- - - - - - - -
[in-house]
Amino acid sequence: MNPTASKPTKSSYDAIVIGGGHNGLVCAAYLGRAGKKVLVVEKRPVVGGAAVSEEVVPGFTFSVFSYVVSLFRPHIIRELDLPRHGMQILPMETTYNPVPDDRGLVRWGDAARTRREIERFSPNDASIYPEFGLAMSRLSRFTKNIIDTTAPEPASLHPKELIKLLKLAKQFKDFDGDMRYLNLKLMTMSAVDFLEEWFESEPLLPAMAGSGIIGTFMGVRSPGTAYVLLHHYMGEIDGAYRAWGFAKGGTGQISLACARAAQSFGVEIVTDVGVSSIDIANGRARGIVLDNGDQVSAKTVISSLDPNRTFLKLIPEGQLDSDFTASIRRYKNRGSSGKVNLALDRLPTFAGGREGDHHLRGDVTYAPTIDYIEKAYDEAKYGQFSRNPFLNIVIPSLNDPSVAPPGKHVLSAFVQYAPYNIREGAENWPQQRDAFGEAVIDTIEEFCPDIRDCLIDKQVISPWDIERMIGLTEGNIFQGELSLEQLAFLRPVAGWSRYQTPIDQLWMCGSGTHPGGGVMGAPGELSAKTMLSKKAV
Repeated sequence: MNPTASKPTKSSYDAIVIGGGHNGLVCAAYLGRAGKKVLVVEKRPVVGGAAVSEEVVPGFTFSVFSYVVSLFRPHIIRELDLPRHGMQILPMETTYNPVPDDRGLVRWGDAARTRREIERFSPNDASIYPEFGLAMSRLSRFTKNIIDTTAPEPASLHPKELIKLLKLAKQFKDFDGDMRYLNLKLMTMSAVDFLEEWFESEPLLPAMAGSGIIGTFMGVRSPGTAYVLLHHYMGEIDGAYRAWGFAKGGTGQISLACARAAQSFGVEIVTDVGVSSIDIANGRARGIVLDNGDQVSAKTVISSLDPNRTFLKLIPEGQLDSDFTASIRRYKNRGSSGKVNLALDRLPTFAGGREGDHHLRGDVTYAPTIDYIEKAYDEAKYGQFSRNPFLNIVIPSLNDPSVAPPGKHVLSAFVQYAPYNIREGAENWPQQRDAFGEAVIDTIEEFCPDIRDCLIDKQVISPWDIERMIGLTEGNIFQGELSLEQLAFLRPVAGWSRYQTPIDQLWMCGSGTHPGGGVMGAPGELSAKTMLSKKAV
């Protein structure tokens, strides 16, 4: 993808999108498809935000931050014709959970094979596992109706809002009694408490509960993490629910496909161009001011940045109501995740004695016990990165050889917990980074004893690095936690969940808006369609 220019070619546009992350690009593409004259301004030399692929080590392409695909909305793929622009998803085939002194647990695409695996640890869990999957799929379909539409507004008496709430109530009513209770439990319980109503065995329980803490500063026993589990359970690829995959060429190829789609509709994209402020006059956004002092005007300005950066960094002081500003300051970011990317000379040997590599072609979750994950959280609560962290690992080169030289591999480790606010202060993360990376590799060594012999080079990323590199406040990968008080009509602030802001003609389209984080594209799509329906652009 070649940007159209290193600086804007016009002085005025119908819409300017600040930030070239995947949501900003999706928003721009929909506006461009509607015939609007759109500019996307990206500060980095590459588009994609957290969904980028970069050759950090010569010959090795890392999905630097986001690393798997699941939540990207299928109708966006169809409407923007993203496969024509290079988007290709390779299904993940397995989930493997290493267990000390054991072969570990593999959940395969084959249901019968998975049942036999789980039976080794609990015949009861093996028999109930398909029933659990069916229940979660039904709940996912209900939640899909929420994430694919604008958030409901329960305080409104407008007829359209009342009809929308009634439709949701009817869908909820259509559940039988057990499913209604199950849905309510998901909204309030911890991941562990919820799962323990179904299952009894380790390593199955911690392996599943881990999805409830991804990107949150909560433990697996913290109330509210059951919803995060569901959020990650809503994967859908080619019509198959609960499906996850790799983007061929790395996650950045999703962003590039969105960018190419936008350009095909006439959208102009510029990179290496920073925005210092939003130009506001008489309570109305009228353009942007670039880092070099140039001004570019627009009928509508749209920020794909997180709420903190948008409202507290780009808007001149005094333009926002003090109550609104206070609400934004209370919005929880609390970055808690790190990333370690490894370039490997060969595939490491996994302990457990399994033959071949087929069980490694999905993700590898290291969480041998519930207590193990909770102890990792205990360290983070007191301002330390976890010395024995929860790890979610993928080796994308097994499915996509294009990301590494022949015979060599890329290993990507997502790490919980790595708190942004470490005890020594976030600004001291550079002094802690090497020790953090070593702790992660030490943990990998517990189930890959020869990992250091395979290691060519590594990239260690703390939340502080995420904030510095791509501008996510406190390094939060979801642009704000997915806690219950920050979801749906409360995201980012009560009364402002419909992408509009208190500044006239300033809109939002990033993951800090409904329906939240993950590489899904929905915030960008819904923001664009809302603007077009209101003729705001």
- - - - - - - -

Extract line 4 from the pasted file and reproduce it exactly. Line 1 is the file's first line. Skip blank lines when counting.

């Protein structure tokens, strides 16, 4: 993808999108498809935000931050014709959970094979596992109706809002009694408490509960993490629910496909161009001011940045109501995740004695016990990165050889917990980074004893690095936690969940808006369609 220019070619546009992350690009593409004259301004030399692929080590392409695909909305793929622009998803085939002194647990695409695996640890869990999957799929379909539409507004008496709430109530009513209770439990319980109503065995329980803490500063026993589990359970690829995959060429190829789609509709994209402020006059956004002092005007300005950066960094002081500003300051970011990317000379040997590599072609979750994950959280609560962290690992080169030289591999480790606010202060993360990376590799060594012999080079990323590199406040990968008080009509602030802001003609389209984080594209799509329906652009 070649940007159209290193600086804007016009002085005025119908819409300017600040930030070239995947949501900003999706928003721009929909506006461009509607015939609007759109500019996307990206500060980095590459588009994609957290969904980028970069050759950090010569010959090795890392999905630097986001690393798997699941939540990207299928109708966006169809409407923007993203496969024509290079988007290709390779299904993940397995989930493997290493267990000390054991072969570990593999959940395969084959249901019968998975049942036999789980039976080794609990015949009861093996028999109930398909029933659990069916229940979660039904709940996912209900939640899909929420994430694919604008958030409901329960305080409104407008007829359209009342009809929308009634439709949701009817869908909820259509559940039988057990499913209604199950849905309510998901909204309030911890991941562990919820799962323990179904299952009894380790390593199955911690392996599943881990999805409830991804990107949150909560433990697996913290109330509210059951919803995060569901959020990650809503994967859908080619019509198959609960499906996850790799983007061929790395996650950045999703962003590039969105960018190419936008350009095909006439959208102009510029990179290496920073925005210092939003130009506001008489309570109305009228353009942007670039880092070099140039001004570019627009009928509508749209920020794909997180709420903190948008409202507290780009808007001149005094333009926002003090109550609104206070609400934004209370919005929880609390970055808690790190990333370690490894370039490997060969595939490491996994302990457990399994033959071949087929069980490694999905993700590898290291969480041998519930207590193990909770102890990792205990360290983070007191301002330390976890010395024995929860790890979610993928080796994308097994499915996509294009990301590494022949015979060599890329290993990507997502790490919980790595708190942004470490005890020594976030600004001291550079002094802690090497020790953090070593702790992660030490943990990998517990189930890959020869990992250091395979290691060519590594990239260690703390939340502080995420904030510095791509501008996510406190390094939060979801642009704000997915806690219950920050979801749906409360995201980012009560009364402002419909992408509009208190500044006239300033809109939002990033993951800090409904329906939240993950590489899904929905915030960008819904923001664009809302603007077009209101003729705001």